The Housing Industry Association (HIA) has predicted a new record for detached housing starts in the year to September with construction commencing on more than 146,000 homes, although the group warns this level of activity will unlikely be seen again for many years if not decades.
HIA economist Angela Lillicrap says the large volume of work underway will ensure the industry remains very active through until at least the second half of 2022.
"This is more than 20 per cent higher than the peak of the previous boom in 2018," Lillicrap says, following the release of the HIA's industry outlook report.
"Renovation activity is also at an all time high and likely to remain elevated for a number of years due to the nature of the COVID recession and house price growth."
She notes the combination of factors that have led to this boom is unprecedented, driven by the HomeBuilder program and low interest rates as well as a change in consumer preference away from high density areas.
"This level of activity is not likely to be seen again for many years, if not decades," she says.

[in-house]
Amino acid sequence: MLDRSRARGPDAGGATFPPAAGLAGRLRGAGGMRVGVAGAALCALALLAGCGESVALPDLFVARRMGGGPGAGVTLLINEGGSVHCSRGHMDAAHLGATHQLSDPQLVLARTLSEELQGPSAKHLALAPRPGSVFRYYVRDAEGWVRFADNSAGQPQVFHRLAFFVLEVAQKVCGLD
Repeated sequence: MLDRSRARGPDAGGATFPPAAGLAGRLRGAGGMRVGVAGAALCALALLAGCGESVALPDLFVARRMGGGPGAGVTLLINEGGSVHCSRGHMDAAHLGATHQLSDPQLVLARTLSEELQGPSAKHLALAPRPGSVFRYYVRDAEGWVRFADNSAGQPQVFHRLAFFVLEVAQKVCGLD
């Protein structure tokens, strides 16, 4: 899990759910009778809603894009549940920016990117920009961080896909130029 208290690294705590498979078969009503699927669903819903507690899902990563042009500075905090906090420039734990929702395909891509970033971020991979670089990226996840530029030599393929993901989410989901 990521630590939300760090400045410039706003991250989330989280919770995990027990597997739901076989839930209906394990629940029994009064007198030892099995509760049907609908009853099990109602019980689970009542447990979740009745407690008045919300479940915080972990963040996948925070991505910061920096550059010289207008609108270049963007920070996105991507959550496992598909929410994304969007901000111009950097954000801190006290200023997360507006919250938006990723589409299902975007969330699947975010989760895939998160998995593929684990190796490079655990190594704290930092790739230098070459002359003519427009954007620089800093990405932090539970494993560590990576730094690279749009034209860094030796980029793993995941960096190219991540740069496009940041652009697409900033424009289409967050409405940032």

"The key challenge for the industry has shifted from a slump in demand this time last year, to having sufficient supply of materials, labour and land to satisfy this demand.
"The extension of HomeBuilder's commencement deadline will help limit the impact of constraints imposed by land, labour and materials and ensure the elevated volume of detached homes will be sustained for longer."
In stark contrast, she explains multi-unit starts are anticipated to decline in 2020/21.
"The timing and speed of a recovery in overseas migration will have a significant impact on these forecasts," she says.
"If overseas migration returns sooner, or faster, than anticipated, then the trough of 93,500 new housing starts in 2023 will not be as deep as currently forecast. Equally, if the restrictions on skilled migration continue into 2022 the depth of the emerging slowdown in new detached starts will be exacerbated.
"The return to stable and certain population growth is central to stable economic growth."
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